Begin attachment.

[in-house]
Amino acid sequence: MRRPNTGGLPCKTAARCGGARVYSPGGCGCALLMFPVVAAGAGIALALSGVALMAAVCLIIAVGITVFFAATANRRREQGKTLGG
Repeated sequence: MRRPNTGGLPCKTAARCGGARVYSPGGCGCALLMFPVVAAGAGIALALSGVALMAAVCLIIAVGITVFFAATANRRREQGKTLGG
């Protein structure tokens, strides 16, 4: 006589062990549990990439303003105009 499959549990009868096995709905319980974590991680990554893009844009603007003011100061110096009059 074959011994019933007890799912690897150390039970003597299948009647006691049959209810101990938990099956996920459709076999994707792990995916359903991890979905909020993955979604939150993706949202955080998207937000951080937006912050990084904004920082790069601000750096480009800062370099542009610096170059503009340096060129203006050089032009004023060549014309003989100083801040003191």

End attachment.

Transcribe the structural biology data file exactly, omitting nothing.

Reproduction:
[in-house]
Amino acid sequence: MRRPNTGGLPCKTAARCGGARVYSPGGCGCALLMFPVVAAGAGIALALSGVALMAAVCLIIAVGITVFFAATANRRREQGKTLGG
Repeated sequence: MRRPNTGGLPCKTAARCGGARVYSPGGCGCALLMFPVVAAGAGIALALSGVALMAAVCLIIAVGITVFFAATANRRREQGKTLGG
């Protein structure tokens, strides 16, 4: 006589062990549990990439303003105009 499959549990009868096995709905319980974590991680990554893009844009603007003011100061110096009059 074959011994019933007890799912690897150390039970003597299948009647006691049959209810101990938990099956996920459709076999994707792990995916359903991890979905909020993955979604939150993706949202955080998207937000951080937006912050990084904004920082790069601000750096480009800062370099542009610096170059503009340096060129203006050089032009004023060549014309003989100083801040003191």